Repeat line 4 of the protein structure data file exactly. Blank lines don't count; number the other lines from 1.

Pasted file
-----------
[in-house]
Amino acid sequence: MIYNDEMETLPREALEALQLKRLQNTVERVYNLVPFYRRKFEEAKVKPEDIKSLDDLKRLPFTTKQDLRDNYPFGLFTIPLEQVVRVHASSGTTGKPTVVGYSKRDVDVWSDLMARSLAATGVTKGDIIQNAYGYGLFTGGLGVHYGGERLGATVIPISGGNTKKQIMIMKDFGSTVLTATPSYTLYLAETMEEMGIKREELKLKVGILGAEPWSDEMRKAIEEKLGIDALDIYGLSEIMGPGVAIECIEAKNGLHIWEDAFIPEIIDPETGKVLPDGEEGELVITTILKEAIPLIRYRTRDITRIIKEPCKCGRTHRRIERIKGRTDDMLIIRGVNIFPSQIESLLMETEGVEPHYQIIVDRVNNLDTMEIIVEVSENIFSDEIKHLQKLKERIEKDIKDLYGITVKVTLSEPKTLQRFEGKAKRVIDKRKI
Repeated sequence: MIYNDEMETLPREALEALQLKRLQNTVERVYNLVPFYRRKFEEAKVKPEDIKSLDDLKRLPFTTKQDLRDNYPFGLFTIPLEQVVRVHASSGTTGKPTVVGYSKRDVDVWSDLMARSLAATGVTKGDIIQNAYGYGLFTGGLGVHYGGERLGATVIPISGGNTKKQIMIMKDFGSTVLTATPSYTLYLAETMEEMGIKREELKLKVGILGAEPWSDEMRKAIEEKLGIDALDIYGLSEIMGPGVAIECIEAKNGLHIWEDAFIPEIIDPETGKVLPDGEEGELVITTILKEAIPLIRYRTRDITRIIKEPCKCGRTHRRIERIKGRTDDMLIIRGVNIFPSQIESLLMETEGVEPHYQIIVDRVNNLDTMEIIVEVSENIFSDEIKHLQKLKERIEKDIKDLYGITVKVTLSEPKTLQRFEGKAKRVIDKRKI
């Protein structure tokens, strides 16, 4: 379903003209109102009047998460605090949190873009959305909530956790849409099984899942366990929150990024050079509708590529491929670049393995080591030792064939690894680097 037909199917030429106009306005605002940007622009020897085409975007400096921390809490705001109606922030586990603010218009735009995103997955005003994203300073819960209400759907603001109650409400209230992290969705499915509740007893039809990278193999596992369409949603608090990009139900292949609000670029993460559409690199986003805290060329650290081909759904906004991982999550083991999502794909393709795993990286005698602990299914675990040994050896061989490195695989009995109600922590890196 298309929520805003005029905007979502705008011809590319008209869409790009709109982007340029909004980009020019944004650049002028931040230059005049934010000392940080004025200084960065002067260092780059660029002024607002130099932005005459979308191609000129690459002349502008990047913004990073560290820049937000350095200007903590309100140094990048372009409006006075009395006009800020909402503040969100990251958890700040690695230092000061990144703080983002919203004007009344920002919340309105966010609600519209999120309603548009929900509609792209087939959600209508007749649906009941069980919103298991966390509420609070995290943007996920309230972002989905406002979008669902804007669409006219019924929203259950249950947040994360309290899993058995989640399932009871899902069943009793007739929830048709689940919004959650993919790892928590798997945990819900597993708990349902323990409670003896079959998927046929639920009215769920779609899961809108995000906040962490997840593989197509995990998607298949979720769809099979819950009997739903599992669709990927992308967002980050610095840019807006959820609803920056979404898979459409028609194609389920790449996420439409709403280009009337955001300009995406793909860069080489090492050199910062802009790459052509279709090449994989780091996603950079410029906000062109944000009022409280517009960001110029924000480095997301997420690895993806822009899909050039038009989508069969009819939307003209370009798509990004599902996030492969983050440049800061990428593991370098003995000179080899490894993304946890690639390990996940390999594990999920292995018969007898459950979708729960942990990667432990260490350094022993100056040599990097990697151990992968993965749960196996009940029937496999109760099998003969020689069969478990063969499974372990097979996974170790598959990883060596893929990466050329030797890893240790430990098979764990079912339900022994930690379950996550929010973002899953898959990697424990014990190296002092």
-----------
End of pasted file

């Protein structure tokens, strides 16, 4: 379903003209109102009047998460605090949190873009959305909530956790849409099984899942366990929150990024050079509708590529491929670049393995080591030792064939690894680097 037909199917030429106009306005605002940007622009020897085409975007400096921390809490705001109606922030586990603010218009735009995103997955005003994203300073819960209400759907603001109650409400209230992290969705499915509740007893039809990278193999596992369409949603608090990009139900292949609000670029993460559409690199986003805290060329650290081909759904906004991982999550083991999502794909393709795993990286005698602990299914675990040994050896061989490195695989009995109600922590890196 298309929520805003005029905007979502705008011809590319008209869409790009709109982007340029909004980009020019944004650049002028931040230059005049934010000392940080004025200084960065002067260092780059660029002024607002130099932005005459979308191609000129690459002349502008990047913004990073560290820049937000350095200007903590309100140094990048372009409006006075009395006009800020909402503040969100990251958890700040690695230092000061990144703080983002919203004007009344920002919340309105966010609600519209999120309603548009929900509609792209087939959600209508007749649906009941069980919103298991966390509420609070995290943007996920309230972002989905406002979008669902804007669409006219019924929203259950249950947040994360309290899993058995989640399932009871899902069943009793007739929830048709689940919004959650993919790892928590798997945990819900597993708990349902323990409670003896079959998927046929639920009215769920779609899961809108995000906040962490997840593989197509995990998607298949979720769809099979819950009997739903599992669709990927992308967002980050610095840019807006959820609803920056979404898979459409028609194609389920790449996420439409709403280009009337955001300009995406793909860069080489090492050199910062802009790459052509279709090449994989780091996603950079410029906000062109944000009022409280517009960001110029924000480095997301997420690895993806822009899909050039038009989508069969009819939307003209370009798509990004599902996030492969983050440049800061990428593991370098003995000179080899490894993304946890690639390990996940390999594990999920292995018969007898459950979708729960942990990667432990260490350094022993100056040599990097990697151990992968993965749960196996009940029937496999109760099998003969020689069969478990063969499974372990097979996974170790598959990883060596893929990466050329030797890893240790430990098979764990079912339900022994930690379950996550929010973002899953898959990697424990014990190296002092």